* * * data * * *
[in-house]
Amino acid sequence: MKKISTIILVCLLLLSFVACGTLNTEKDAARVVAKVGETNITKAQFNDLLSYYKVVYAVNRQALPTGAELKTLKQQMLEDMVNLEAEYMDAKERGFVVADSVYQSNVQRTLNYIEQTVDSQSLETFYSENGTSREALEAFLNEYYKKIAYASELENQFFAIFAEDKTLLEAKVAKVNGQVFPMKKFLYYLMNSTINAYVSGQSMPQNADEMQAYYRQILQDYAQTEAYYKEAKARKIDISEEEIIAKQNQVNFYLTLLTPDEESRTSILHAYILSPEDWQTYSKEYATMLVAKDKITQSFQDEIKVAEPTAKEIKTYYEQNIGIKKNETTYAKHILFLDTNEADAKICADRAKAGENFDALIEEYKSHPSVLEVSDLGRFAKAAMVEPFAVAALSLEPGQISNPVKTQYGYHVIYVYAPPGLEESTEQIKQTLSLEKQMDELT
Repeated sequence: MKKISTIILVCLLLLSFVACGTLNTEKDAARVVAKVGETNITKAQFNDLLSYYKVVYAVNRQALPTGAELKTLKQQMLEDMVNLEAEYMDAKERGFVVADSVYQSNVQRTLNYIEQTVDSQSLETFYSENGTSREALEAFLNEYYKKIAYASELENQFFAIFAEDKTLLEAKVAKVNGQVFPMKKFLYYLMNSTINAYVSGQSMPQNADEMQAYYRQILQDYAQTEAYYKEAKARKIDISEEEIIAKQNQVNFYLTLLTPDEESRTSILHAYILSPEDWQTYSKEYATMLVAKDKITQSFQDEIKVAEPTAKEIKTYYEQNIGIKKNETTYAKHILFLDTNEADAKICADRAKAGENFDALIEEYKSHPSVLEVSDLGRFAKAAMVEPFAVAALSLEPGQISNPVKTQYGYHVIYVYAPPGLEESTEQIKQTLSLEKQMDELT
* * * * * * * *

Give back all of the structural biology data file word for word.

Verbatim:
[in-house]
Amino acid sequence: MKKISTIILVCLLLLSFVACGTLNTEKDAARVVAKVGETNITKAQFNDLLSYYKVVYAVNRQALPTGAELKTLKQQMLEDMVNLEAEYMDAKERGFVVADSVYQSNVQRTLNYIEQTVDSQSLETFYSENGTSREALEAFLNEYYKKIAYASELENQFFAIFAEDKTLLEAKVAKVNGQVFPMKKFLYYLMNSTINAYVSGQSMPQNADEMQAYYRQILQDYAQTEAYYKEAKARKIDISEEEIIAKQNQVNFYLTLLTPDEESRTSILHAYILSPEDWQTYSKEYATMLVAKDKITQSFQDEIKVAEPTAKEIKTYYEQNIGIKKNETTYAKHILFLDTNEADAKICADRAKAGENFDALIEEYKSHPSVLEVSDLGRFAKAAMVEPFAVAALSLEPGQISNPVKTQYGYHVIYVYAPPGLEESTEQIKQTLSLEKQMDELT
Repeated sequence: MKKISTIILVCLLLLSFVACGTLNTEKDAARVVAKVGETNITKAQFNDLLSYYKVVYAVNRQALPTGAELKTLKQQMLEDMVNLEAEYMDAKERGFVVADSVYQSNVQRTLNYIEQTVDSQSLETFYSENGTSREALEAFLNEYYKKIAYASELENQFFAIFAEDKTLLEAKVAKVNGQVFPMKKFLYYLMNSTINAYVSGQSMPQNADEMQAYYRQILQDYAQTEAYYKEAKARKIDISEEEIIAKQNQVNFYLTLLTPDEESRTSILHAYILSPEDWQTYSKEYATMLVAKDKITQSFQDEIKVAEPTAKEIKTYYEQNIGIKKNETTYAKHILFLDTNEADAKICADRAKAGENFDALIEEYKSHPSVLEVSDLGRFAKAAMVEPFAVAALSLEPGQISNPVKTQYGYHVIYVYAPPGLEESTEQIKQTLSLEKQMDELT